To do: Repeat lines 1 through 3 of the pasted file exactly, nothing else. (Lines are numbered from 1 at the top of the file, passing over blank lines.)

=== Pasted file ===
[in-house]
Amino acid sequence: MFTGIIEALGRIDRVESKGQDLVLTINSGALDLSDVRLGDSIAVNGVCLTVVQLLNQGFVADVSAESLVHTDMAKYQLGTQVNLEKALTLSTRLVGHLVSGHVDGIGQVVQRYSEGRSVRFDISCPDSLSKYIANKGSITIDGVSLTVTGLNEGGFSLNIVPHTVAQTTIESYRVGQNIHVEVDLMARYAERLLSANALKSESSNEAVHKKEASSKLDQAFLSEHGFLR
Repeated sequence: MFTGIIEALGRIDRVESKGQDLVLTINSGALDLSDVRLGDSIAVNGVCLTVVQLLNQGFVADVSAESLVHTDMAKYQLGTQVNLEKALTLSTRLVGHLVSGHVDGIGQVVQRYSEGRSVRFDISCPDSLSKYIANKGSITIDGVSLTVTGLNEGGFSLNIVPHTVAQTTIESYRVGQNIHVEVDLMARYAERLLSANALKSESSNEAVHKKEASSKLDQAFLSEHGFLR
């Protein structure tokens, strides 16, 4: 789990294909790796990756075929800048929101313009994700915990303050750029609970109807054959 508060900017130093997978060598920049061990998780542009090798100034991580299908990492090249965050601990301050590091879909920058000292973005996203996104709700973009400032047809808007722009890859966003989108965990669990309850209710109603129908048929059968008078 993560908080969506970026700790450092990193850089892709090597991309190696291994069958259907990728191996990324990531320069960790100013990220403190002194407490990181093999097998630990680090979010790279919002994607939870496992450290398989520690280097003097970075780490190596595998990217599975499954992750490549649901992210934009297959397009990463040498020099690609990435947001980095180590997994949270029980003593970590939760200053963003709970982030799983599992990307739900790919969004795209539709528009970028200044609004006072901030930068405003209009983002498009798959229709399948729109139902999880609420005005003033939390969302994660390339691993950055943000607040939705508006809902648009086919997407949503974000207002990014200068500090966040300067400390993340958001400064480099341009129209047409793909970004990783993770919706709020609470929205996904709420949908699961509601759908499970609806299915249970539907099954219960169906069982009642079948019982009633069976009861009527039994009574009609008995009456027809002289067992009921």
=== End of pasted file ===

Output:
[in-house]
Amino acid sequence: MFTGIIEALGRIDRVESKGQDLVLTINSGALDLSDVRLGDSIAVNGVCLTVVQLLNQGFVADVSAESLVHTDMAKYQLGTQVNLEKALTLSTRLVGHLVSGHVDGIGQVVQRYSEGRSVRFDISCPDSLSKYIANKGSITIDGVSLTVTGLNEGGFSLNIVPHTVAQTTIESYRVGQNIHVEVDLMARYAERLLSANALKSESSNEAVHKKEASSKLDQAFLSEHGFLR
Repeated sequence: MFTGIIEALGRIDRVESKGQDLVLTINSGALDLSDVRLGDSIAVNGVCLTVVQLLNQGFVADVSAESLVHTDMAKYQLGTQVNLEKALTLSTRLVGHLVSGHVDGIGQVVQRYSEGRSVRFDISCPDSLSKYIANKGSITIDGVSLTVTGLNEGGFSLNIVPHTVAQTTIESYRVGQNIHVEVDLMARYAERLLSANALKSESSNEAVHKKEASSKLDQAFLSEHGFLR